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If you’re in sales and marketing or an organisation focussed on improving the customer experience, you’ve probably heard a few statistics that affirm the notion that customers both cling to, and spread, negative interactions and experiences far more than positive ones.

Of course, these statistics have a huge impact on your business and ultimately your bottom line, but why do customers have this tendency?

The negative bias or negative effect explains this phenomenon. It is applicable, not only to how customers interact with brands, but how they behave in their everyday lives – as individuals and not customers.  Wikipedia describes it as the idea that, even when of equal intensity, things of a more negative nature (e.g. unpleasant thoughts, emotions, or social interactions; harmful/traumatic events) have a greater effect on one’s psychological state and processes than do neutral or positive things.  In other words, something very positive will generally have less of an impact on a person’s behaviour and cognition than something equally emotional but negative.

Having a great day at the office today won’t have any significant effect on tomorrow, but have a bad day and you’ll be feeling it all week. As individuals, we interpret the negative more quickly and do a more thorough job of it than positive – so the bad stuff tends to stick. At a social level, we put more effort into avoiding a ‘bad reputation’ than in forging a good one. And emotionally we try hard to avoid a bad mood than to revel in a good one. At face value, you might think that we’re wired to be negative and you wouldn’t be completely wrong.

Negative potency, steeper negative gradients, negative dominance and negative differentiation are proposed by University of Pennsylvania lecturers, Paul Rozin and Edward Royzman to be the four components of negativity bias.

In order to better understand negativity bias, we will need to examine each of the components of negativity bias and first understand those.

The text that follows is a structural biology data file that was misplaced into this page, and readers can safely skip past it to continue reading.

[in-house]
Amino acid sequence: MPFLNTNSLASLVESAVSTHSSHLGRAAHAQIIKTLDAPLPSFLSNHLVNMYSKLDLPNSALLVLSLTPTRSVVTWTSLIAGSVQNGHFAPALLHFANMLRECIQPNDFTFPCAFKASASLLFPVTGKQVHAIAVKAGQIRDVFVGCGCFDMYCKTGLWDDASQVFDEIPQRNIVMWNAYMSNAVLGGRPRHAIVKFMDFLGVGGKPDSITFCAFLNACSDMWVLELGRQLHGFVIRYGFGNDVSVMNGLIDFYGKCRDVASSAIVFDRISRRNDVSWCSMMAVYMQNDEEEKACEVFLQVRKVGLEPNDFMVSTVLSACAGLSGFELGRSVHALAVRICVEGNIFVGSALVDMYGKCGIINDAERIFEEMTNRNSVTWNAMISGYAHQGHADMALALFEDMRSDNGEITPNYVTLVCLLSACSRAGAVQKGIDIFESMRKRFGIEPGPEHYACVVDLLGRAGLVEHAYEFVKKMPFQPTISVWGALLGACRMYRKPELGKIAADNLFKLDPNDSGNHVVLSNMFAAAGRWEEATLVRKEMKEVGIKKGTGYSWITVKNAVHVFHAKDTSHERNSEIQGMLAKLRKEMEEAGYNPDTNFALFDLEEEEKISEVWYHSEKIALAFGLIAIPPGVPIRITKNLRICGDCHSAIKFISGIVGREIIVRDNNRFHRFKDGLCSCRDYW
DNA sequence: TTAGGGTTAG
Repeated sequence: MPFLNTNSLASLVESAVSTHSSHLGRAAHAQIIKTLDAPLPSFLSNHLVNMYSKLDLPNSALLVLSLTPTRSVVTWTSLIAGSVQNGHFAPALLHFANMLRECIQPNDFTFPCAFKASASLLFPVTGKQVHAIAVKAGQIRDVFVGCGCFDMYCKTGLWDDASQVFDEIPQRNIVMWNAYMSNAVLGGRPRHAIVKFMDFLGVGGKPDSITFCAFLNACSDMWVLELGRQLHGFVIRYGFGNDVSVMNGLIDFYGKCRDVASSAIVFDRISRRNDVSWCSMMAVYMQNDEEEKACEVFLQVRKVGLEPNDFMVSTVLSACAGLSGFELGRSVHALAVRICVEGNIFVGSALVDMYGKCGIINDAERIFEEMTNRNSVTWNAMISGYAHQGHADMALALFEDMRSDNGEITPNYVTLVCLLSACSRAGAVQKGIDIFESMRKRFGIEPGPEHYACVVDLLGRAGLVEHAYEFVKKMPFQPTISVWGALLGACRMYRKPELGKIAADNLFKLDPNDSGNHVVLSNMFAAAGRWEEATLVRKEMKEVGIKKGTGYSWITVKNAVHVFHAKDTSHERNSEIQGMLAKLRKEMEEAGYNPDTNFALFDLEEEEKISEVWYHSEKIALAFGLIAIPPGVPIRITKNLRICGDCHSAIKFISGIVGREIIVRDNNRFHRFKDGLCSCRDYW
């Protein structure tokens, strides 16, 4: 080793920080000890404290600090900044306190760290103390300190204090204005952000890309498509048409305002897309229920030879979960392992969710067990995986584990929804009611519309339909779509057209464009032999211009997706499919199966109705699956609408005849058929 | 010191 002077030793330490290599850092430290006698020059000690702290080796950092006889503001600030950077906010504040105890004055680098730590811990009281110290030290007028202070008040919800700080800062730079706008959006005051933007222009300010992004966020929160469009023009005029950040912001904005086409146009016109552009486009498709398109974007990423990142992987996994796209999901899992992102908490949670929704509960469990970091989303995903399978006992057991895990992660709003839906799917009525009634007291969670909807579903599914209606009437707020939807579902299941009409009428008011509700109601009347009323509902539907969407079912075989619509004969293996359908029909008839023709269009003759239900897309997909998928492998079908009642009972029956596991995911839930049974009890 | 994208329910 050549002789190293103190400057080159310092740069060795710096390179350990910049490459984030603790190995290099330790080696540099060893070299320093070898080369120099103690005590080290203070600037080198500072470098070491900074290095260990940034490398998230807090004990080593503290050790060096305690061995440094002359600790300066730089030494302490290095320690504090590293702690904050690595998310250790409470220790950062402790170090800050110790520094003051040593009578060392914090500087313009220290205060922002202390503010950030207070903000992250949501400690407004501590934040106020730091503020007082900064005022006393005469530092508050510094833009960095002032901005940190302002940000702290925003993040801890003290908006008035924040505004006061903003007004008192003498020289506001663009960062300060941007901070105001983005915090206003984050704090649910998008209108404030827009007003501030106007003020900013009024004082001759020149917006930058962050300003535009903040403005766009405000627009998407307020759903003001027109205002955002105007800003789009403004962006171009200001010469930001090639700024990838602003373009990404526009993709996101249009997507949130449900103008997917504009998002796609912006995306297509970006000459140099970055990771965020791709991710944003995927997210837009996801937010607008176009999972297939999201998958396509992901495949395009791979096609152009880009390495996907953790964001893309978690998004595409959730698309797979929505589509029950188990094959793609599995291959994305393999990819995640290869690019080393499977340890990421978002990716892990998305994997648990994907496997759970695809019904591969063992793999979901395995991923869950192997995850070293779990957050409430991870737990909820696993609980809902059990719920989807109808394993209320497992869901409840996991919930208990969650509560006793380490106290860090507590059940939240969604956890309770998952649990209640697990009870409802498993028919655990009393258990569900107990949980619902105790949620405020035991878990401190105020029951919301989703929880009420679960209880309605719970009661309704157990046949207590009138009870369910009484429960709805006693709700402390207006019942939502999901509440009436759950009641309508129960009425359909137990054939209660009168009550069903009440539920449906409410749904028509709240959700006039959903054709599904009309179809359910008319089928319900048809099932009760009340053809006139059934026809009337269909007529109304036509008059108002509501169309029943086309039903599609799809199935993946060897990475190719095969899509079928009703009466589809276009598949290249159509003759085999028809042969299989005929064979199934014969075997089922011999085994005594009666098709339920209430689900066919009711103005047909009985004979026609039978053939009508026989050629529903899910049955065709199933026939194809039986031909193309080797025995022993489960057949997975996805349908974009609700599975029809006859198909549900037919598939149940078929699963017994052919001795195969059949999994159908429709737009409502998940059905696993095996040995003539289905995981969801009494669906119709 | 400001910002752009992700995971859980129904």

Negative Potency

This component refers to the idea that while possibly of equal magnitude, negative and positive events are not equally salient. Think of it this way. You have two bicycles insured with two different insurance houses. They’re both stolen. One insurance house pays for the replacement, the other repudiates the claim. One of those events is more likely to stick with you. This is negative potency at work.

Steeper Negative Gradient

This speaks more to timelines than negative potency. Gradients assume that the closer you get to a negative or positive event, the more positivity or negativity respectively, associated with the event. The steeper negative gradient proposes that for negative events, this gradient is steeper, i.e. negative events are perceived as increasingly more negative the closer to the date than positive events. For example, the negative experience of an impending dental surgery is perceived as increasingly more negative the closer one gets to the date of surgery than the positive experience of an impending party is perceived as increasingly more positive the closer one gets to the date of celebration (assuming for the sake of this example that these events are equally positive and negative).

Negativity Dominance

This describes the tendency of individuals to skew results from a particular event or interact towards a more negative outcome than would be suggested by the summation of individual positive and negative components. In other words, an entire customer journey is likely to be construed as negative, even if only 2 of the steps within the 7 step journey were actually negative.

Negative Differentiation

This points to the fact that the concept of negativity is far more elaborate or complex than that of positivity. To illustrate this, there are on average three or four words to describe negative emotions for every one word that describes a positive emotion. Because the concept of negativity is so much more complex than that of positivity, it requires greater mobilization of cognitive function to deal with and therefore stays with the consumer longer than a positive experience would.

Understanding what makes up negativity bias is a step towards understanding why your customer thinks about you the way that they do. As a positive for businesses, because negativity bias exists in this way, customers are far more willing to talk about their negative experiences not only to their friends and family, but also to you. This gives you the opportunity to not only react to their perceptions accurately, but also to ensure that you’re perceived in a better light by the next customer.

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